To add, it will be interesting to see how states react to China on a geopolitical level in respect to environment and if they will use it as an argument to limit the economic expansion of this shadowing giant. As by 2035 China’s per capita CO2 emissions will overtake the entire OECD (by 2030 it will overtake entire EU), thus making it hardly acceptable for China to argue that its economy is still developing – which granted it effectively a free pass in the protocols like Kyoto with zero limits of CO2 emissions. Interestingly, ‘naughty’ China is the only nation that sets targets in its 5 year plans for energy intensity, so quite clearly China does consider this an issue, but it is unlikely that it will trade blunt economic growth for sceptical environment. The path it takes will nevertheless be vital as 87% of all coal demand growth will come from China or India and even by 2035 64% of total demand will still reside there. Due to such coal use and general rise of energy demand, 72% of emissions by 2035 will come from non-OECD states, albeit per capita emissions will still be less than half of the OECD levels. As it stands, environmental protocols will fail as CO2 emissions will increase by 29%, even though renewables (inc. biofuels) will account for 7% of the demand in 2035, from just 2% today. 



 





 



Russia – Hold It Steady!



 



Ruehl only made a few passing remarks about Russia during the whole presentation, which was surprising as IMEMO’s event occurred in Russia and due to BP relatively recent engagement with Rosneft via a share-swap and latter’s acquisition of TNK-BP. Moreover, the remarks made were not optimistic as he said that Russia is unlikely to challenge for top spots as one of the biggest energy producers due to uncompetitive nature of its energy giants; adding that even drastic changes/reforms are unlikely to reverse this drift. Still, on a more upbeat note citing from the actual BP report, Russia will keep its world heavyweight title as the primary energy exporter (i.e. combination of fossil fuels, mineral fuels and renewables) with net exports of 736 Mtoe (million tons of oil equivalent) by 2035. As even though others will produce a lot of oil and gas, they will not be able to export as much due to domestic needs, etc. As a result, Russia’s net exports will meet 4.2% of world’s energy demand in 2035, which will be sent to Europe (still world’s largest importer of natural gas) and China (world’s largest oil importer).



 



Oil production will be dominated by USA, Saudi Arabia and Russia, with well over a third of global liquids coming from these three powers. At a rate of 11 Mb/d by 2035 Russia will only trail Saudi Arabia and the US. BP anticipates that post-2020 Russia will commence its tight-oil production, which will prop up its falling production and account for 7% of the country’s total output. Gas production will be dominated by USA and Russia, with the latter just trailing the former in total volumes produced, but dominate export wise. At 79 Bcf/d of gas output by 2035 Russia will a major player, but its production will predominantly be conventional as only 5% of it will come from shale.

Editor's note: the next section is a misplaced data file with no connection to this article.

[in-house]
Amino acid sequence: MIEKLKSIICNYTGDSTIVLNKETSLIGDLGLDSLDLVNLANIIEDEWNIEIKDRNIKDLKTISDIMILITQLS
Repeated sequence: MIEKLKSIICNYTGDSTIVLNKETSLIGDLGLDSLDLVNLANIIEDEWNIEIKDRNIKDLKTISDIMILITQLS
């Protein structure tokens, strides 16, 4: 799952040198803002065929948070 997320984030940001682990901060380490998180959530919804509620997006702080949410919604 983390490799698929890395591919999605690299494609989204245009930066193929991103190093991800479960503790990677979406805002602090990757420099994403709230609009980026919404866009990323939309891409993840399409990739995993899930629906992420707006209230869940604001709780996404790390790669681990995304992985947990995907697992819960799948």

In overall terms fossil fuels will account for 84% of Russian primary energy usage in 2035, down from 89% in 2012. From these 84% oil and gas will dominate, as despite sizeable coal reserves, Russia’s production of coal will remain relatively modest with only 6th largest production in the world. BP predicts quite a stable trend for Russia, as energy production and consumption will grow by 21% and 20%, between 2012 and 2035. The country’s share of global energy production and consumption will slightly decline, but it will be modest from 10% to 9% and from 6% to 5%, respectively. Lastly, renewables will remain underdeveloped as their share of demand will reach just 1% in 2035 versus an 11% average in the OECD.



 





 



To Conclude – Time Will Guide Us:



 



My regular readers will recall that this is my 2nd post focusing on a report by a leading oil giant – with the last one being on “Oil and Gas Markets to 2025 by LUKoil”. If we recall this last report or any other notable reports in the field, we would conclude that there has not been anything particularly monumental happening in the last year. Still, BP does offer at least the first timeframe I’ve seen, when OECD countries will for the first time experience negative growth in energy demand and a strong emphasis that we have entered a new era of energy production without a dominant fuel for the first time in human history. Hence, this report is unlikely to offer anything astonishing for seasoned energy experts, but it will provide interesting food for thought. As usual, I would warn people that many of the predictions after one to two years, are likely to be inaccurate and predictions for the next several decades as wild guesses, but we all do enjoy making them and reading about them!



 



Fun Fact: Ruehl said that during hot periods Saudi Arabia has to increase its production by an extra 1 million barrels per day to allow for air conditioning and alike to function globally.



 



Technical Fact: Ruehl said that shale gas and tight oil rigs are interchangeable so they can be used to produce both types of fossil fuel. Hence, price differential will decide where the global rig fleet will go, whether it will focus on shale gas or tight oil. 



 



Thank You for Reading & I hope You've Enjoyed this Post!



 



Igor Ossipov



M.A. University of Kent & Higher School of Economics, Oil/Diesel Broker and RIAC Blogger.